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States divided on NEET

education Updated: May 08, 2012 14:00 IST
Proyashi Barua
Proyashi Barua
Hindustan Times
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Slated for implementation in 2013, the National Eligibility cum Entrance Test (NEET) for undergraduate medical programmes has stirred considerable speculation in the medical fraternity across the country. “A common entrance test will definitely translate to a boon for students aspiring for medical studies as they will need to concentrate on preparing for one exam instead of multiple exams conducted by different medical colleges that come under various private consortiums, state governments and deemed universities like Banaras Hindu University (BHU) and Armed Forces Medical College (AFMC) Pune,” says Dr Nand Kumar, associate professor psychiatry and sub dean, AIIMS.

However, Kumar informs that some states like Tamil Nadu, Andhra Pradesh and few others have expressed strong reservations against the system. “Individual states are governed by their own teaching standards. And hence these states feel that a uniform centrally administered test might not be an objective measure to gauge merit. In other words, these states are of the opinion that NEET might fall short of ensuring that all the deserving candidates from every state qualify for a seat,” he explains. A senior faculty from AIIMS dismisses the possibility that this logic could be the only ground for resistance. Requesting anonymity she says, “In certain states reservation of medical seats are often determined by vested interests. Since only a combined central quota will be possible in terms of reservation when NEET comes into force the reasons for apprehension are self explanatory.”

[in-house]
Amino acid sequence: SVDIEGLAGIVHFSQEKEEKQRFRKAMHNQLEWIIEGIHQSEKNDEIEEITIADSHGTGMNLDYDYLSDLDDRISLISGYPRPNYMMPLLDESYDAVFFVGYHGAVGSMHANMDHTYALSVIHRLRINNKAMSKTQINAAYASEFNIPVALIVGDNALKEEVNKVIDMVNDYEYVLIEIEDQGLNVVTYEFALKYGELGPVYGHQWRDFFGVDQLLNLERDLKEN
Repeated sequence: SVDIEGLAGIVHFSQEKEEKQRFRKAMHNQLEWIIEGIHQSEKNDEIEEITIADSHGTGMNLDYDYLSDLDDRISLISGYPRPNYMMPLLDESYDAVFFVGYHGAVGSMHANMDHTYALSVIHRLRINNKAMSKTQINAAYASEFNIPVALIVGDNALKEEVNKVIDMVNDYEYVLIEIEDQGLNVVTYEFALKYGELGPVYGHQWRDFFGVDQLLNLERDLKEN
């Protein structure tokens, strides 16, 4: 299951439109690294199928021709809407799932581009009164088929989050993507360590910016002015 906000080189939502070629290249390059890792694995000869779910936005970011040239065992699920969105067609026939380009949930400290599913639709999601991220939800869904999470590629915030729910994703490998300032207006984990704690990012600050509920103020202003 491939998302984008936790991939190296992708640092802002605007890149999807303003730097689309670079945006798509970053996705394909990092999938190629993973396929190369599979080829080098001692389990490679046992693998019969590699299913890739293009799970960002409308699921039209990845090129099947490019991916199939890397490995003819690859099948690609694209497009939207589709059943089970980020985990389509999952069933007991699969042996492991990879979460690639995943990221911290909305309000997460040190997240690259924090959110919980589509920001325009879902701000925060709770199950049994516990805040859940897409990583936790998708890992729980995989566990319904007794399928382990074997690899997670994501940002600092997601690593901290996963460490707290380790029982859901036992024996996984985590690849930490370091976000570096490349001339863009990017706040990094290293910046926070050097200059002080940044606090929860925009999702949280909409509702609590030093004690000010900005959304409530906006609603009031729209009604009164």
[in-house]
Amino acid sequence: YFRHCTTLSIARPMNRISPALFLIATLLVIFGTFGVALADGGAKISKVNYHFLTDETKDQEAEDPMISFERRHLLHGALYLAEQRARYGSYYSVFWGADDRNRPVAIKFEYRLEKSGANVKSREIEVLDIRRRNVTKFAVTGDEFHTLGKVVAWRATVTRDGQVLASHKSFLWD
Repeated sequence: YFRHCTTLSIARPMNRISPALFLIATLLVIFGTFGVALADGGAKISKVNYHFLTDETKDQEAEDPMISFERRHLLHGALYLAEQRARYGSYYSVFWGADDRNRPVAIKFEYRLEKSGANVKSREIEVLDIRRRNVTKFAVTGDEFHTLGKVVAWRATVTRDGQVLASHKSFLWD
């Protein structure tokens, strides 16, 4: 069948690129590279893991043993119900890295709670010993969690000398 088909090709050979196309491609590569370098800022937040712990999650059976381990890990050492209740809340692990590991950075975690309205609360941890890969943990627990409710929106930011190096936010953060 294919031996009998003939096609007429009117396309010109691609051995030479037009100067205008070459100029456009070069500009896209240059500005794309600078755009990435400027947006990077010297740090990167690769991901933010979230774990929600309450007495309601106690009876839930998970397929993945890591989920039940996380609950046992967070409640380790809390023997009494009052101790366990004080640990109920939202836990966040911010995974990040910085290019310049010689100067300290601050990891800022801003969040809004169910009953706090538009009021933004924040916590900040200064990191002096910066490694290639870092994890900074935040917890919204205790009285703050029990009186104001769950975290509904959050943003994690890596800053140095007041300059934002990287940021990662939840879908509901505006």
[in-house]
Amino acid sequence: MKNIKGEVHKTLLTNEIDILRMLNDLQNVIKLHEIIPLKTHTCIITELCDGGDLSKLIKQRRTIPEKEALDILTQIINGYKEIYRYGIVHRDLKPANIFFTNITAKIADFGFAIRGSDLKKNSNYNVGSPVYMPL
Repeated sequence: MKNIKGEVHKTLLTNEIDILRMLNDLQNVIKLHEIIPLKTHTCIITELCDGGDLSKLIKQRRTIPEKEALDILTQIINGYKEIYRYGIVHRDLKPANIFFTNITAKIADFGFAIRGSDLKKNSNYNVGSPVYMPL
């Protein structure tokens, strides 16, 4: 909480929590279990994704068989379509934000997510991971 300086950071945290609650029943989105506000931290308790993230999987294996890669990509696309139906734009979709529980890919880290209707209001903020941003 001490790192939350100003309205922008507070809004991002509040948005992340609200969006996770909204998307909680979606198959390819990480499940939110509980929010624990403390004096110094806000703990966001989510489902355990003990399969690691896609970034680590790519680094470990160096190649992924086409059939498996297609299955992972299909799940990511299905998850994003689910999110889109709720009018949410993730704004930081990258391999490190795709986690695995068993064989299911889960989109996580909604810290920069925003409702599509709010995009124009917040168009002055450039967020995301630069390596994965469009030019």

Kumar says that apart from its promising prospects in terms of curbing corruption in the admission system NEET will also ease the strain on the national exchequer as infrastructural and administration costs will significantly come down if a single test is implemented across the country. Despite a few genuine apprehensions, the majority of Indian states are largely in favour of NEET. According to an MCI spokesperson, the biggest concerns perhaps centre around the assurance of consistent quality supervision and implementation of an error-free system, especially because NEET entails huge numbers – approximately 40,000 seats. “This is where the proposed central coordination committee will need to shoulder a strong onus and ensure high standards along with transparent and fair play,” shares Kumar.